In my very suburban neighborhood, there are at least two Owls and they call to each other in the night. I'm pretty sure they are Barred Owls, although I haven't gotten a good look at them. Text books say that Barred Owls can only survive in "old-growth forests," but in the last few years, these owls have rewritten those text books. The largest population of Barred Owls currently inhabits the city of Charlotte, North Carolina. Scientists have tried to determine why and found a rather obvious answer, one the owls hit on years ago. A Barred Owl's preference for old-growth forests is two-fold. First the trees are mature enough to offer holes to nest in. Second, the dense upper canopy keeps the under canopy bare and stunted. Barred owls hunt by sight. They sit in a tree branch and wait for something to move under them. Little or no undergrowth helps in the owl's success, so an old-growth forest makes sense.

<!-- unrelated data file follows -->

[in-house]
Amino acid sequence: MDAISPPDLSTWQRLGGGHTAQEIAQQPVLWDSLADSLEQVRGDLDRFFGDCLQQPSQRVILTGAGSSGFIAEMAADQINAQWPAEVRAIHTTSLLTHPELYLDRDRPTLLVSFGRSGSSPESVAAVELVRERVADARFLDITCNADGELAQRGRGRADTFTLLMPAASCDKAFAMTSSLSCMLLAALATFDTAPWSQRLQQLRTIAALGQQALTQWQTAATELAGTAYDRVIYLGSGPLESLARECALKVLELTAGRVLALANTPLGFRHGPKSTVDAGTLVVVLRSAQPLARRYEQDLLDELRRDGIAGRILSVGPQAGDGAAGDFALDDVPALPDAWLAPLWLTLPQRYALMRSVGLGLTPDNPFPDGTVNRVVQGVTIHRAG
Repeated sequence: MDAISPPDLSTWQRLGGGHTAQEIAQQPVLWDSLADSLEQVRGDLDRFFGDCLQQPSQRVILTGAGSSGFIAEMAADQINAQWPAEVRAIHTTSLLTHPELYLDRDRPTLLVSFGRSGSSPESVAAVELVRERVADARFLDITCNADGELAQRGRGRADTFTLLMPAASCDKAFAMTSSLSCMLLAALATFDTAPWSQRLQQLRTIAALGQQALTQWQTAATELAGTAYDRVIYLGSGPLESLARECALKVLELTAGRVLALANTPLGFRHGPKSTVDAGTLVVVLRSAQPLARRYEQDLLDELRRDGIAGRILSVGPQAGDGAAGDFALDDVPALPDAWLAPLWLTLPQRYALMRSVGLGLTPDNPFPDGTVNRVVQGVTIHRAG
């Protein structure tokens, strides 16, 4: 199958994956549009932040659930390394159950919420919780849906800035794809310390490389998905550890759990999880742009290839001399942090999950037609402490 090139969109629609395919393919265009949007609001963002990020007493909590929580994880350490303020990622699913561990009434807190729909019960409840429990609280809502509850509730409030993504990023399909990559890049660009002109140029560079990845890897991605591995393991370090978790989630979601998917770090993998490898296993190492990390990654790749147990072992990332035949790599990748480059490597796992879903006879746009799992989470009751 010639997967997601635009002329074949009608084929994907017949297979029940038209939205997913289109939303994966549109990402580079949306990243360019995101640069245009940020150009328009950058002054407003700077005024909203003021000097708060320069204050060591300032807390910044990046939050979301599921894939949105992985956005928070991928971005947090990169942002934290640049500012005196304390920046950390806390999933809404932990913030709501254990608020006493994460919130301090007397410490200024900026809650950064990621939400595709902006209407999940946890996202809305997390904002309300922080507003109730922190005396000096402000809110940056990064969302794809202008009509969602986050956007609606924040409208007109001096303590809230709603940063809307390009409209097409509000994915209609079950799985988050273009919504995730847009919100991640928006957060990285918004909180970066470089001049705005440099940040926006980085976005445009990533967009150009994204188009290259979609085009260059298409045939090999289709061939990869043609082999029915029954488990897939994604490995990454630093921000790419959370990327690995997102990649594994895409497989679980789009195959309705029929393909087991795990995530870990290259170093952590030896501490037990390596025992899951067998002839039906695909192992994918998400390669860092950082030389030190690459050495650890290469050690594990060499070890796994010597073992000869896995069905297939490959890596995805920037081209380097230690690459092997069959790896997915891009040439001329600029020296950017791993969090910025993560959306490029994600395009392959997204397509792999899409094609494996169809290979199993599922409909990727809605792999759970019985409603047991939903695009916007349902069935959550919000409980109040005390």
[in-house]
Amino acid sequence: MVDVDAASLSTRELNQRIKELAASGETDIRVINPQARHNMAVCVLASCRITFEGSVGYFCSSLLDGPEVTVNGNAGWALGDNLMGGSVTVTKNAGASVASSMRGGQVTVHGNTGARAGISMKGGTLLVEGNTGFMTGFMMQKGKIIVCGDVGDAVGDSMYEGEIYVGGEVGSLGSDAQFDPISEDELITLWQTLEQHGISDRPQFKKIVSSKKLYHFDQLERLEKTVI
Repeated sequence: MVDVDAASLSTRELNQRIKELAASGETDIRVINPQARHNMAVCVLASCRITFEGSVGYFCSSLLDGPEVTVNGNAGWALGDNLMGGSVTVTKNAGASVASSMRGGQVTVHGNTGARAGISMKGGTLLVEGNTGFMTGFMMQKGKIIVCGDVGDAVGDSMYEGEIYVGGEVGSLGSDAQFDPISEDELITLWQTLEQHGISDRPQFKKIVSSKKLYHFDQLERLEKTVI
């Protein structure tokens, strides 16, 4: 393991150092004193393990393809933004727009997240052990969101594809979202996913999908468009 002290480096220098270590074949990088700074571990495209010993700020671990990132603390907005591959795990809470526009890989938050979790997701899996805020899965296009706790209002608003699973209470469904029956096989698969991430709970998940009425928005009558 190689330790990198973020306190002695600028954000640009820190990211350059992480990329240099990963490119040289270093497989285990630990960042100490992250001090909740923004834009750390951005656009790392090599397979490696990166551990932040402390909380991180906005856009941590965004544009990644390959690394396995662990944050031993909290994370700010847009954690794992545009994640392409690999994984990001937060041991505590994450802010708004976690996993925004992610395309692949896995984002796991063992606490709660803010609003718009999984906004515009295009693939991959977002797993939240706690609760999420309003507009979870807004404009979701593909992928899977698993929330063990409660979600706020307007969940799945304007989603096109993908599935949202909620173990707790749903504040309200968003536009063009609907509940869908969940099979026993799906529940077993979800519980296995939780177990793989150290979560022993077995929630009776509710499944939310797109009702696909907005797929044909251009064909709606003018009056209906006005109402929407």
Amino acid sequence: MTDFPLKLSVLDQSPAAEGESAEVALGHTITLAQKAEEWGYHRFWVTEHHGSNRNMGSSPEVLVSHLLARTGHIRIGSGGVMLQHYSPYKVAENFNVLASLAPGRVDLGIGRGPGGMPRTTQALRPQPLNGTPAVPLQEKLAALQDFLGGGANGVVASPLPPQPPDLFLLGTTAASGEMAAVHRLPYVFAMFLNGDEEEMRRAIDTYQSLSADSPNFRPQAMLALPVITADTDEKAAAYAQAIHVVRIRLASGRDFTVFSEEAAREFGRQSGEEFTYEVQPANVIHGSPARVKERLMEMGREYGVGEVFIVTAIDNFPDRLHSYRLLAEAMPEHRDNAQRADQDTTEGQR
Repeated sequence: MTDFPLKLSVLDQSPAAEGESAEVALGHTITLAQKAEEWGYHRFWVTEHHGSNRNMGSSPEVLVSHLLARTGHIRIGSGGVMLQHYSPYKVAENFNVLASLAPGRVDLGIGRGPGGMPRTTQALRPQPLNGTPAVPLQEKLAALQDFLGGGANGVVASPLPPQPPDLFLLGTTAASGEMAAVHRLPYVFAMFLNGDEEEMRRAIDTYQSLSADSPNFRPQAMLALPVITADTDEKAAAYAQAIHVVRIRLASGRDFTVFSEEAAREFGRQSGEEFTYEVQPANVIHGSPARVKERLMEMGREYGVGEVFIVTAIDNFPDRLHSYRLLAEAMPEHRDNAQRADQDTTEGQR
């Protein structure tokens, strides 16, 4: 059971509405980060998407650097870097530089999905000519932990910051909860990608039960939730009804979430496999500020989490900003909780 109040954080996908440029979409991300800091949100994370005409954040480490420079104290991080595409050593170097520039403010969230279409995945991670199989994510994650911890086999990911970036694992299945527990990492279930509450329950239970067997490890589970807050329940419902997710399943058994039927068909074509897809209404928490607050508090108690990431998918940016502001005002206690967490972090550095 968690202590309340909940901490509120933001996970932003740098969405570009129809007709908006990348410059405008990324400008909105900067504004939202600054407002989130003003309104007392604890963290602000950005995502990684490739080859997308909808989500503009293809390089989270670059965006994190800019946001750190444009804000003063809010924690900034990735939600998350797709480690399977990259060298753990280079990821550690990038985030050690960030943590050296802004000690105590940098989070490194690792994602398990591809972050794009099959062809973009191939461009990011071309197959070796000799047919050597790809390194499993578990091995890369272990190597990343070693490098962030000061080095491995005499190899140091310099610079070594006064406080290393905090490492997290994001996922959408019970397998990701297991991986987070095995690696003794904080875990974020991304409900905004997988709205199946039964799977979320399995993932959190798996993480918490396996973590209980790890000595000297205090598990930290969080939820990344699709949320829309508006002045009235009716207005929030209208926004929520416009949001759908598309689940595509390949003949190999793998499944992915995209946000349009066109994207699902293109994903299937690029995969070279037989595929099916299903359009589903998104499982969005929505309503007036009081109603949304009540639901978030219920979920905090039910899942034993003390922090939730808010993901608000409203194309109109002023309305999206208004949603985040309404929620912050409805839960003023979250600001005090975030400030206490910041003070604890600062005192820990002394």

Now think of your well-established suburban/urban neighborhood. For our pleasure we line our streets with oaks and elms, watering and nurturing them for size and breadth of branches. Underneath these stately trees, we weekly mow our lawns, providing broad swaths of close-clipped sod. We also provide bird feeders full of seed, and well-mulched flower beds—enticements to small birds and rodents. You've got to think that when the Barred Owls were driven from the old-growth forests and winged their way into our cities, they must have been well pleased. I love having these owls as my neighbors. I'm sure they are helping to curb the rabbit and mice populations and they seem contented as I've heard them, off and on, over the last three years. What I love most about having them nearby, is that they add mystery to an otherwise very middleclass world.